Over the past 2 years using and managing a NetSuite implementation I’ve seen it help reduce the impact of crazy events in a number of ways. Certainly these are true of most “Software as a Service” applications but NetSuite stands out because of it’s ability to handle the vast majority of your critical business functions.
In my previous job, as Director of Operations at a NetSuite customer, one of my worries was what happens if some kind of big event occurs. Even though I was fairly confident that we’d do ok with each of them I often thought through scenarios and tried to figure out the impact on the business.
Here are some examples where I think having a SaaS system like NetSuite can really help.
If you live anywhere where you get a lot of snow on occasion you’ll have experienced the conundrum; “I’ve got a lot to do, should I risk the long drive into the office or just stay home.” What happens when the weather is particularly bad and most people can’t make it in? Does your office come to a grinding halt?
With NetSuite in place the standing rule can be, stay at home, work from there. You don’t put employees at risk on the roads, and, customers and prospects can still get the service they expect.
How often do big weather systems shut down your office and strand employees at home?
Now of course everyone should stay home when they’re sick. And you should rest. This is normal and every office can handle a few people out. But what happens when there is a widespread flu outbreak?
Every business should plan for the situation where leaving the home, and coming to the office is not advisable because there is a more widespread flu outbreak or other such illness that scientists warn us about. Could your company still operate if everyone has to stay at home?
Most midsized and small businesses I know simply don’t have the ability to get decent redundancy in their systems.
One customer I knew had a storage failure one day. They lost 7 years worth of company data and files. When they went to restore using backups they found that they were corrupt and couldn’t be loaded. They went out of business.
Fires happen. Power in your building fails. Servers fail. Drive Arrays Fail. While the probability may be low just what would you do if it did occur? Could you keep operating, either from a different location or on different hardware?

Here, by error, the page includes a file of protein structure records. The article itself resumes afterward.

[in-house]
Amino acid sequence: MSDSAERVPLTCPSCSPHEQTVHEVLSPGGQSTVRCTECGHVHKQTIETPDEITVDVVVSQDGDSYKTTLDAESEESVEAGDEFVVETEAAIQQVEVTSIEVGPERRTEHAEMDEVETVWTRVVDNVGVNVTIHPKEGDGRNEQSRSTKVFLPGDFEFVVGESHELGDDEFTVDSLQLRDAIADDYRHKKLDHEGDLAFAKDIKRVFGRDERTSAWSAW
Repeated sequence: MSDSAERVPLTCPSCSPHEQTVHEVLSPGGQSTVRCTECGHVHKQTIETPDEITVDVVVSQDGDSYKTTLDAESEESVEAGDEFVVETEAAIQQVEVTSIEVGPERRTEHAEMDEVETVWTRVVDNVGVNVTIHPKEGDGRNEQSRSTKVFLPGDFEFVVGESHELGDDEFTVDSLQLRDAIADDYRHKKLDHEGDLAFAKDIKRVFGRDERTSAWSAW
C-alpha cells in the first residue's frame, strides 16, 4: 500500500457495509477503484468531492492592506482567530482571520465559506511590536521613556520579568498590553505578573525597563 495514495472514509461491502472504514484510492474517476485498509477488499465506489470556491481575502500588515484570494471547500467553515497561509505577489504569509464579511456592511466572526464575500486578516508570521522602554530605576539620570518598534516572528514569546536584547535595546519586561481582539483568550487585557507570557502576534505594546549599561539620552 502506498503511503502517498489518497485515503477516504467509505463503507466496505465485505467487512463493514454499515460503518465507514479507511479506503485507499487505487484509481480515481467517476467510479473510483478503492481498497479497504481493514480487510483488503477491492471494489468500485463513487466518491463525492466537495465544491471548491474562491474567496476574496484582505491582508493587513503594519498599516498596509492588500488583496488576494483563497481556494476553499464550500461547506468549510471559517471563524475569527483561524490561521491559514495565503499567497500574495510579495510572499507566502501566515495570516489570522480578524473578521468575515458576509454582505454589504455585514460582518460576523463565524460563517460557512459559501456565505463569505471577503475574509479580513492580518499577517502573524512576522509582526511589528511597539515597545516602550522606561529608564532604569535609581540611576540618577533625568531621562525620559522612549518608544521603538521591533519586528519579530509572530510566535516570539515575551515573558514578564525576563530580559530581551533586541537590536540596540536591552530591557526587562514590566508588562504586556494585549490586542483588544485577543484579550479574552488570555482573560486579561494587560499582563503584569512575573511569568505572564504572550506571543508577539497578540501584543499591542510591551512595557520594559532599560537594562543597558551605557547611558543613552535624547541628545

Recently a marketing team was preparing to do a promotion that needed to go out that day. Then the power went out in the local area. Did they get the promo out? Of course. Zip home, hop online and hit the “execute campaign” button.
Laptop/Desktop Failure or Change
Have you ever lost a laptop, or had a desktop fail? Just what is on those systems? Do sales reps keep customer data in excel files? Is the Quickbooks database on there? Do you have customer sensitive data on individual workstations?
Being able to simple switch machines and lose very little is a wonderful experience for both the user and the IT guy. There’s a lot less yelling while the data is recovered. Or a lot less crying if the machine has been lost.
I like this particular category as a separate one. There’s a different set of probabilities involved. How often to individual users or your server get brought to their knees by viruses?
In my experience it happens. Perhaps one out of ten users for a day a year. Again, it’s very nice to be able to move a user to a different machine while removing the virus, and not have your company data at risk from them.
Almost every company has an anti-virus solution in place. But what happens when they do hit?
Maintaining connection to remote offices, in a secure fashion, can often be a pain. By having all the information hosted, in one place, there’s less to worry about and the remote office is just as productive as your own. It’s also much easier to get a remote location up and running as you expand.
All these situations come down to the same thing. Stuff Happens. Your data can be safe and you can get access to it from anywhere. Seems simple.
So what are you doing to make sure that this is the case for your company? Consider: Sales, Marketing, Accounting, Customer Support, your WebStore.
What about my Internet Connection? What if I lose my Internet?
This is a fairly common question. One that I have multiple answers for.
First, it’s normally your connection, and it’s relatively painless to put in a redundant connection in the office. It’s way cheaper than redundant servers and disk arrays.
Second, internet outages tend to last for minutes, not hours. In these cases it’s like electricity. You can send people home and they still can work.
Third. For remote, or on the road folks, like sales reps, it’s now fairly affordable to get them cellular wireless cards for their laptops. Depending on where you live. Heck, in emergencies you can access Netsuite on your iPhone or similar device.